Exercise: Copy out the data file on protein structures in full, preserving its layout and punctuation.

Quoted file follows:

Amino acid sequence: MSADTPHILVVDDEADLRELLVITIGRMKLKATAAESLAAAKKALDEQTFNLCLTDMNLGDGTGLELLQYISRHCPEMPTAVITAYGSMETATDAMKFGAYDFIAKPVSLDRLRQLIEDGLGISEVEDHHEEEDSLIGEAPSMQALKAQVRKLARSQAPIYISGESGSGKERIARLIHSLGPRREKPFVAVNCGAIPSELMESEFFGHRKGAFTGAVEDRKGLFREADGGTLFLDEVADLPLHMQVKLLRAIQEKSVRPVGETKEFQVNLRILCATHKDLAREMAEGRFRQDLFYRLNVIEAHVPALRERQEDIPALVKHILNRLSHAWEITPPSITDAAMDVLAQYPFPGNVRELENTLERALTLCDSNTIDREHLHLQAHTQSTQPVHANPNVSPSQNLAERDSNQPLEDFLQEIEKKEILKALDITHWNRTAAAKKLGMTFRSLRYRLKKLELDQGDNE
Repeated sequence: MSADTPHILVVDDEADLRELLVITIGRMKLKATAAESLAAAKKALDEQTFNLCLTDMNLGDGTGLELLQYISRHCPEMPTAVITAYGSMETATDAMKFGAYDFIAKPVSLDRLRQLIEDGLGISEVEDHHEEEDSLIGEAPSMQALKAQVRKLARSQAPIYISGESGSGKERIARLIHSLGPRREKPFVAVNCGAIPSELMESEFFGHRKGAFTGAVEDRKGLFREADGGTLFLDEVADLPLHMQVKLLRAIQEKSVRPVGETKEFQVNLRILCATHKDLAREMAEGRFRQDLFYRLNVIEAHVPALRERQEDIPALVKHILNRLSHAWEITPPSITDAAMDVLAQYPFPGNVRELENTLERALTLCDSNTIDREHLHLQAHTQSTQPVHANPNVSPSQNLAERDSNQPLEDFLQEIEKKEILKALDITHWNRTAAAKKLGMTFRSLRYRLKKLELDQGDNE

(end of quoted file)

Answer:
Amino acid sequence: MSADTPHILVVDDEADLRELLVITIGRMKLKATAAESLAAAKKALDEQTFNLCLTDMNLGDGTGLELLQYISRHCPEMPTAVITAYGSMETATDAMKFGAYDFIAKPVSLDRLRQLIEDGLGISEVEDHHEEEDSLIGEAPSMQALKAQVRKLARSQAPIYISGESGSGKERIARLIHSLGPRREKPFVAVNCGAIPSELMESEFFGHRKGAFTGAVEDRKGLFREADGGTLFLDEVADLPLHMQVKLLRAIQEKSVRPVGETKEFQVNLRILCATHKDLAREMAEGRFRQDLFYRLNVIEAHVPALRERQEDIPALVKHILNRLSHAWEITPPSITDAAMDVLAQYPFPGNVRELENTLERALTLCDSNTIDREHLHLQAHTQSTQPVHANPNVSPSQNLAERDSNQPLEDFLQEIEKKEILKALDITHWNRTAAAKKLGMTFRSLRYRLKKLELDQGDNE
Repeated sequence: MSADTPHILVVDDEADLRELLVITIGRMKLKATAAESLAAAKKALDEQTFNLCLTDMNLGDGTGLELLQYISRHCPEMPTAVITAYGSMETATDAMKFGAYDFIAKPVSLDRLRQLIEDGLGISEVEDHHEEEDSLIGEAPSMQALKAQVRKLARSQAPIYISGESGSGKERIARLIHSLGPRREKPFVAVNCGAIPSELMESEFFGHRKGAFTGAVEDRKGLFREADGGTLFLDEVADLPLHMQVKLLRAIQEKSVRPVGETKEFQVNLRILCATHKDLAREMAEGRFRQDLFYRLNVIEAHVPALRERQEDIPALVKHILNRLSHAWEITPPSITDAAMDVLAQYPFPGNVRELENTLERALTLCDSNTIDREHLHLQAHTQSTQPVHANPNVSPSQNLAERDSNQPLEDFLQEIEKKEILKALDITHWNRTAAAKKLGMTFRSLRYRLKKLELDQGDNE